Friday, March 13, 2015

Falling commodity prices

Trying to predict commodity prices isn't dissimilar to trying to catch a falling knife - but it shouldn't surprise anyone how quickly neo malthusians were once again proven wrong (Reason):

Plunging oil prices have been big news over the past year. Since mid-summer 2014, the price for benchmark West Texas Intermediate (WTI) crude has fallen from $105 to $48 per barrel. But it's not just the price of petroleum that has plummeted. The prices of lots of other industrially important commodities have also been dropping.

Erten and Ocampo also point out, "The magnitude of cumulative decline during the downward trend is 47 percent for the non-fuel commodity prices, with recent increases of around 8 percent far from compensating for this long-term cumulative deterioration." The recent upswing phase of the current super-cycle did not boost commodity prices to nearly what they were a few cycles back.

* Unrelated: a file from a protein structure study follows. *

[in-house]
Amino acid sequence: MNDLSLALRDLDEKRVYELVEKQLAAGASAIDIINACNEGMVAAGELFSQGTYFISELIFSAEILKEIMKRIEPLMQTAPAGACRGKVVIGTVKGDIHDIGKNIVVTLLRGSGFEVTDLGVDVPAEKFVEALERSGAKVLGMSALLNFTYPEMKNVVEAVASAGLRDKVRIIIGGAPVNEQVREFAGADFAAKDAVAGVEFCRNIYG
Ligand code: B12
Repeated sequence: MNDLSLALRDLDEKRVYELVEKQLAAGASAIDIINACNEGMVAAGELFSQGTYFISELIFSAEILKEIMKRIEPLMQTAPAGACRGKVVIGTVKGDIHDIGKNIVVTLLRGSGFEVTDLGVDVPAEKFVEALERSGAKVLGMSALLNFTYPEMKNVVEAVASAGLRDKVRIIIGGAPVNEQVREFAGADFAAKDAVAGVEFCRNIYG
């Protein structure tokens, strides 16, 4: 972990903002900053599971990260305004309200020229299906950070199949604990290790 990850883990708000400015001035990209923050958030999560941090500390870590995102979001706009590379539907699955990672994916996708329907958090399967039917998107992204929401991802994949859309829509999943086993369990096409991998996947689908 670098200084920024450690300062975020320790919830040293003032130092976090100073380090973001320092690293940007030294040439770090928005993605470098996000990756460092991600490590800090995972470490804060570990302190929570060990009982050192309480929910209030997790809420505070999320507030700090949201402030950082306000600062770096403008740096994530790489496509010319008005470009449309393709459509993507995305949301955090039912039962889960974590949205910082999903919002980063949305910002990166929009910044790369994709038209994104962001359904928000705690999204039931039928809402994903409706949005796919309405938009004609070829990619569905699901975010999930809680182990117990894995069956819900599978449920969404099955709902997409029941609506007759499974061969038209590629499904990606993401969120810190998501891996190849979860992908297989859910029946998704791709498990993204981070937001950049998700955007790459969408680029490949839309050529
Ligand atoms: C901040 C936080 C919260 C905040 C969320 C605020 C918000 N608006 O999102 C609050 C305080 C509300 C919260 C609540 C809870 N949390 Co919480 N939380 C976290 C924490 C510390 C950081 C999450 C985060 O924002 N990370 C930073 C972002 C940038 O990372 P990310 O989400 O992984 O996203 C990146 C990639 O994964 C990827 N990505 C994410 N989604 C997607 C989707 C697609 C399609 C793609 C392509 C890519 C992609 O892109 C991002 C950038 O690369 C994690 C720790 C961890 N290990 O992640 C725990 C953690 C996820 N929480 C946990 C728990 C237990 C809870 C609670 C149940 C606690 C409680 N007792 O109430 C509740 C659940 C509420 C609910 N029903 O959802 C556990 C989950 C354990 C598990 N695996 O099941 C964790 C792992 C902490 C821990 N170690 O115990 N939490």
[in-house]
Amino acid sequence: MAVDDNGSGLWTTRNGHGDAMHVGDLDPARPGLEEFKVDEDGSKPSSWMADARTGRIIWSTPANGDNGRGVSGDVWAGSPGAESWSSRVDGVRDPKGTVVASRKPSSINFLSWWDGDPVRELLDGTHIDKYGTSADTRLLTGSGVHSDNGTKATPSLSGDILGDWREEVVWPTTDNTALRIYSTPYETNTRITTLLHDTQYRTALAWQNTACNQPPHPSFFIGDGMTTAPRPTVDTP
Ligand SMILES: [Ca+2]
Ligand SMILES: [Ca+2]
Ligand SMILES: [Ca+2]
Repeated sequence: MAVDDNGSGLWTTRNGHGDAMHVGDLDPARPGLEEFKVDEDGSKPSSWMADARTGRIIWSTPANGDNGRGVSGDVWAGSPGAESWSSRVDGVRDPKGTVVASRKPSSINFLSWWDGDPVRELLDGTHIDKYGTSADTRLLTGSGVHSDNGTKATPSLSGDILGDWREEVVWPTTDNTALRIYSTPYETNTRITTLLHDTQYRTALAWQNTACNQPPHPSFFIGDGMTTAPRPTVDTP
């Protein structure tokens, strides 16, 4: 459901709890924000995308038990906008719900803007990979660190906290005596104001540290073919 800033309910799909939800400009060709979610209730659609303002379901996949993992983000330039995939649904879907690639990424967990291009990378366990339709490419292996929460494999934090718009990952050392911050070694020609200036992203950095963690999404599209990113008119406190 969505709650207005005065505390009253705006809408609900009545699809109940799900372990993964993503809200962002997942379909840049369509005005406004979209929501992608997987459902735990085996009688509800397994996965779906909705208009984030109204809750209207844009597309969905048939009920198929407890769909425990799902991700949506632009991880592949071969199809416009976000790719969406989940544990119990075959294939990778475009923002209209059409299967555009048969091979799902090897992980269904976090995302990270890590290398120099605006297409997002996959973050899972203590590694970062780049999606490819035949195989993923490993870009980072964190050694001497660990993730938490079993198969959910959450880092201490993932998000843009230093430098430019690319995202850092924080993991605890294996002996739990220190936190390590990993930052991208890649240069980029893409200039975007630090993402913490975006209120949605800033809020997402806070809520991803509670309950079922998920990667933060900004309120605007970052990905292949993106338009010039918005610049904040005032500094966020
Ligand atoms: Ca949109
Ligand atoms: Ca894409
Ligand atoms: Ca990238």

However, Erten and Ocampo report that metals have been an exception—the mean of the last cycle was higher than the preceding one. Still, they note, "The contraction phase of this cycle has not even begun yet, which can lower the mean of the whole cycle in the upcoming years." It now appears that commodity prices were just reaching their pinnacles when Erten and Ocampo were writing up their results back in 2011. Instead of peak resource production we are most likely now past peak commodity prices—and heading lower for at least for the next ten to fifteen years.

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